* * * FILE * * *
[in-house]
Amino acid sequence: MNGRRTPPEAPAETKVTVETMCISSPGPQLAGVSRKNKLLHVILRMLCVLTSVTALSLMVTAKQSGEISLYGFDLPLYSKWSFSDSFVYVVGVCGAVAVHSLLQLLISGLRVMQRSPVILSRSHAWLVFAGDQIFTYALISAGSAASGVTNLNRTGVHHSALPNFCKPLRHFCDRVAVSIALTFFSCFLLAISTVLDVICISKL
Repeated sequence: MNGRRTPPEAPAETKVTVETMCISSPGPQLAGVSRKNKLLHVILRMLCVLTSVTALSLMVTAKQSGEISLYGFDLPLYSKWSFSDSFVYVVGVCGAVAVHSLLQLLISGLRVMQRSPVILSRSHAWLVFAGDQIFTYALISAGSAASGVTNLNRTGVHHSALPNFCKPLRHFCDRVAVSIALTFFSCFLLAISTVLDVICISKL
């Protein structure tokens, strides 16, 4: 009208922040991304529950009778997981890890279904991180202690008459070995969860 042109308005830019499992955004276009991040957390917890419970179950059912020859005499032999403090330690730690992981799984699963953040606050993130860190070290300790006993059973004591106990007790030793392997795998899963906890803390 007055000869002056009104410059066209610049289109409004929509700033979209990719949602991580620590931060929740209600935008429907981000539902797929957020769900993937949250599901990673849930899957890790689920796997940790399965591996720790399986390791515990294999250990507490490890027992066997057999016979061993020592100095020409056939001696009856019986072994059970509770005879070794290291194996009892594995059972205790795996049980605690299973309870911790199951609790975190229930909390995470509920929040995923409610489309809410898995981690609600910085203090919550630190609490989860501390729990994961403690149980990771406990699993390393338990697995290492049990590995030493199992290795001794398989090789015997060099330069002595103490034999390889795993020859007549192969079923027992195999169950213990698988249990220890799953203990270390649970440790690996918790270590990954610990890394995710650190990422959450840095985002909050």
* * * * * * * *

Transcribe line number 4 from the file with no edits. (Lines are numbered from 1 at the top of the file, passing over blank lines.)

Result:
């Protein structure tokens, strides 16, 4: 009208922040991304529950009778997981890890279904991180202690008459070995969860 042109308005830019499992955004276009991040957390917890419970179950059912020859005499032999403090330690730690992981799984699963953040606050993130860190070290300790006993059973004591106990007790030793392997795998899963906890803390 007055000869002056009104410059066209610049289109409004929509700033979209990719949602991580620590931060929740209600935008429907981000539902797929957020769900993937949250599901990673849930899957890790689920796997940790399965591996720790399986390791515990294999250990507490490890027992066997057999016979061993020592100095020409056939001696009856019986072994059970509770005879070794290291194996009892594995059972205790795996049980605690299973309870911790199951609790975190229930909390995470509920929040995923409610489309809410898995981690609600910085203090919550630190609490989860501390729990994961403690149980990771406990699993390393338990697995290492049990590995030493199992290795001794398989090789015997060099330069002595103490034999390889795993020859007549192969079923027992195999169950213990698988249990220890799953203990270390649970440790690996918790270590990954610990890394995710650190990422959450840095985002909050």